What is your greatest source of optimism about the future of work?
People. I have tremendous respect for the inherent genius and creativity of the individual when in an environment that supports their development and doesn’t oppress them.
Our collective mental health and wellbeing are now considered collateral as we consider the future of work. What innovative strategies do you see employers offering to help improve and optimize their employee’s mental health and wellbeing?
Many companies are doing really well embracing worker friendly initiatives such as flex time; working from home; becoming more sensitive to parenting needs and the like. However, in addition to these they must not lose sight of a large factor that impacts employee health and well-being: workplace environments.
Companies that deploy strategies that focus upon creating cultures and workplaces that minimize stress and unnecessary frustrations, while acknowledging effort and successes are contribution greatly to the overall health and well-being of their workforce.
It seems like there’s a new headline every day. ‘The Great Resignation’. ‘The Great Reconfiguration’. And now the ‘Great Reevaluation’. What are the most important messages leaders need to hear from these headlines? How do company cultures need to evolve?
As leaders we need to accept the fact that we currently have the 4 or 5 most independent minded, mobile and self-empowered generations in history in the work force. All of them want input on what is happening to them. And none of them are interested in showing up to work and being treated poorly or disrespected.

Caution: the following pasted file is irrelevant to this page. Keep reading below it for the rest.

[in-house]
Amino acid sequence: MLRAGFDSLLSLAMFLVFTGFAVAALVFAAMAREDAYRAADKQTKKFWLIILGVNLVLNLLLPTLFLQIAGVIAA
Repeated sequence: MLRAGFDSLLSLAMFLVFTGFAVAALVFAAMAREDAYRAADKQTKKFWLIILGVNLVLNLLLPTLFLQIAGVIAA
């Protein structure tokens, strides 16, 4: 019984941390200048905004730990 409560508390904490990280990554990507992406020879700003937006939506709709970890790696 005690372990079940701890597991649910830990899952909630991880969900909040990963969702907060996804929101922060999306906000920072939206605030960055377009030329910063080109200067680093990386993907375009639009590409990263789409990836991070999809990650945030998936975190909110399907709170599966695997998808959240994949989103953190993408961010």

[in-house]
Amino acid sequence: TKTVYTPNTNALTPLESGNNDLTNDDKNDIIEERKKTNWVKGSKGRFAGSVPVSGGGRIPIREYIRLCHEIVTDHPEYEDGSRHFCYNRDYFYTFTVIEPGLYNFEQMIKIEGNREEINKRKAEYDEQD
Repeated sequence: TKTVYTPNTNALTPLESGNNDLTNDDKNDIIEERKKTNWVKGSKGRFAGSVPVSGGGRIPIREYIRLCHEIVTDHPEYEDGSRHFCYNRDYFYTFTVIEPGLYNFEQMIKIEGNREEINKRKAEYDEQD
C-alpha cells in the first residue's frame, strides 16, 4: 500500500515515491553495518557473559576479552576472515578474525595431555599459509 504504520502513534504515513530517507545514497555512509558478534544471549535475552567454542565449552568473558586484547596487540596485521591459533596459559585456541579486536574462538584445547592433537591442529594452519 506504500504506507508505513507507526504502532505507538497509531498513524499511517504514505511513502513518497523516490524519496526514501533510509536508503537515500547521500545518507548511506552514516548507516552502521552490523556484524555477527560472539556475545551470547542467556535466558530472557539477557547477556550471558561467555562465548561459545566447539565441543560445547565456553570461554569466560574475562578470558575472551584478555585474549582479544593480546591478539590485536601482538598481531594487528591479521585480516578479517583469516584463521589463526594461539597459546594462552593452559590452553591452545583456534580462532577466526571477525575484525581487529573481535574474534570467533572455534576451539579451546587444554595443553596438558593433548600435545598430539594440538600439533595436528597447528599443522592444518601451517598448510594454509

Traditional leadership mindsets, models and methods and organizational designs are too antiquated to deal with the level of consciousness of the modern worker. The headlines we are seeing are a result of the clash between the new consciousness and the old model.
The way company cultures must evolve is that they must begin encouraging people at all levels of the organization to become more collaborative, more communicative and more supportive of one another. Cultures that overly stress industrial age models of linearity, hierarchies and silos must be replaced by one that promote empowered and independent networks that are woven together by a shared purpose as opposed to authorities.
Let’s get more specific. What are your “Top 5 Trends To Track In the Future of Work?” (Please share a story or example for each.)
- TREND 1: Valuing human capital over financial capital as the organization’s most important resource. EXAMPLE: We are currently in a knowledge economy where an individual’s mindpower drives more profits than their labor. This means the age of valuing money over people is over. That is if you want to survive. Money doesn’t make money in an organization any more than money loses money. People do both. That is especially true in a knowledge economy.